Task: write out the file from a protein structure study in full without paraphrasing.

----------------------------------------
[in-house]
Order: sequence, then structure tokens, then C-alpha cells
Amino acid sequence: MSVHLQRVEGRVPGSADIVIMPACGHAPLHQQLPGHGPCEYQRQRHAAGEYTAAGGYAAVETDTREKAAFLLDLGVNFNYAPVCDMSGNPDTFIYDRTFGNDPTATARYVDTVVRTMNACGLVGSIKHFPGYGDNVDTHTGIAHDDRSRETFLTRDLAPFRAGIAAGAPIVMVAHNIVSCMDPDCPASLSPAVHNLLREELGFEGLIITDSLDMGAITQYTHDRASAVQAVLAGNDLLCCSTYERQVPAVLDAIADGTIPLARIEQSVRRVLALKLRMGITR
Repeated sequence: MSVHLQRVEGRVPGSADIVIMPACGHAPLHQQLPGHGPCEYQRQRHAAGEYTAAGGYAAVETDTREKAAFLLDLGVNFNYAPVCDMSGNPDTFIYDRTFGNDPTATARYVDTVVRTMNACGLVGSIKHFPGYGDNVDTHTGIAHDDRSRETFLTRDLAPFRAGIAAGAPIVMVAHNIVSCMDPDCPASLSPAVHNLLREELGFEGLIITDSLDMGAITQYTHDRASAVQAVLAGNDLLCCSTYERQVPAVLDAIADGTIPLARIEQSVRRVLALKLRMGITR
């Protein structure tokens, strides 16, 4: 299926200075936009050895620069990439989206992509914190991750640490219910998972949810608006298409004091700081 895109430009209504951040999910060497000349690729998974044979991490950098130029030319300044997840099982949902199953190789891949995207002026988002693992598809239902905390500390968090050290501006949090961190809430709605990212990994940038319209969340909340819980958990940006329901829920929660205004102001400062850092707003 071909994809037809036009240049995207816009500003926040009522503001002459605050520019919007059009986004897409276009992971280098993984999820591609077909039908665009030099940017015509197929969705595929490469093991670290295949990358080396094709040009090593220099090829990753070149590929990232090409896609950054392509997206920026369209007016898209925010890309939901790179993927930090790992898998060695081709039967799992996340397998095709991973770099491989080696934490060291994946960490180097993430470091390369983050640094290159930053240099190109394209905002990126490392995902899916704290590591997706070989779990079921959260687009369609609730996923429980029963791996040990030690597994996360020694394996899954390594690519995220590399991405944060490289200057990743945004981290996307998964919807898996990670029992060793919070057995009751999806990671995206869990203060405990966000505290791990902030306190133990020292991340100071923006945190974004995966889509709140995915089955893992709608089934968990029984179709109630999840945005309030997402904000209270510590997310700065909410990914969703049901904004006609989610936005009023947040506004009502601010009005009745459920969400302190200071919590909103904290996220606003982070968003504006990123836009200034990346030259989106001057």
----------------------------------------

[in-house]
Order: sequence, then structure tokens, then C-alpha cells
Amino acid sequence: MSVHLQRVEGRVPGSADIVIMPACGHAPLHQQLPGHGPCEYQRQRHAAGEYTAAGGYAAVETDTREKAAFLLDLGVNFNYAPVCDMSGNPDTFIYDRTFGNDPTATARYVDTVVRTMNACGLVGSIKHFPGYGDNVDTHTGIAHDDRSRETFLTRDLAPFRAGIAAGAPIVMVAHNIVSCMDPDCPASLSPAVHNLLREELGFEGLIITDSLDMGAITQYTHDRASAVQAVLAGNDLLCCSTYERQVPAVLDAIADGTIPLARIEQSVRRVLALKLRMGITR
Repeated sequence: MSVHLQRVEGRVPGSADIVIMPACGHAPLHQQLPGHGPCEYQRQRHAAGEYTAAGGYAAVETDTREKAAFLLDLGVNFNYAPVCDMSGNPDTFIYDRTFGNDPTATARYVDTVVRTMNACGLVGSIKHFPGYGDNVDTHTGIAHDDRSRETFLTRDLAPFRAGIAAGAPIVMVAHNIVSCMDPDCPASLSPAVHNLLREELGFEGLIITDSLDMGAITQYTHDRASAVQAVLAGNDLLCCSTYERQVPAVLDAIADGTIPLARIEQSVRRVLALKLRMGITR
């Protein structure tokens, strides 16, 4: 299926200075936009050895620069990439989206992509914190991750640490219910998972949810608006298409004091700081 895109430009209504951040999910060497000349690729998974044979991490950098130029030319300044997840099982949902199953190789891949995207002026988002693992598809239902905390500390968090050290501006949090961190809430709605990212990994940038319209969340909340819980958990940006329901829920929660205004102001400062850092707003 071909994809037809036009240049995207816009500003926040009522503001002459605050520019919007059009986004897409276009992971280098993984999820591609077909039908665009030099940017015509197929969705595929490469093991670290295949990358080396094709040009090593220099090829990753070149590929990232090409896609950054392509997206920026369209007016898209925010890309939901790179993927930090790992898998060695081709039967799992996340397998095709991973770099491989080696934490060291994946960490180097993430470091390369983050640094290159930053240099190109394209905002990126490392995902899916704290590591997706070989779990079921959260687009369609609730996923429980029963791996040990030690597994996360020694394996899954390594690519995220590399991405944060490289200057990743945004981290996307998964919807898996990670029992060793919070057995009751999806990671995206869990203060405990966000505290791990902030306190133990020292991340100071923006945190974004995966889509709140995915089955893992709608089934968990029984179709109630999840945005309030997402904000209270510590997310700065909410990914969703049901904004006609989610936005009023947040506004009502601010009005009745459920969400302190200071919590909103904290996220606003982070968003504006990123836009200034990346030259989106001057």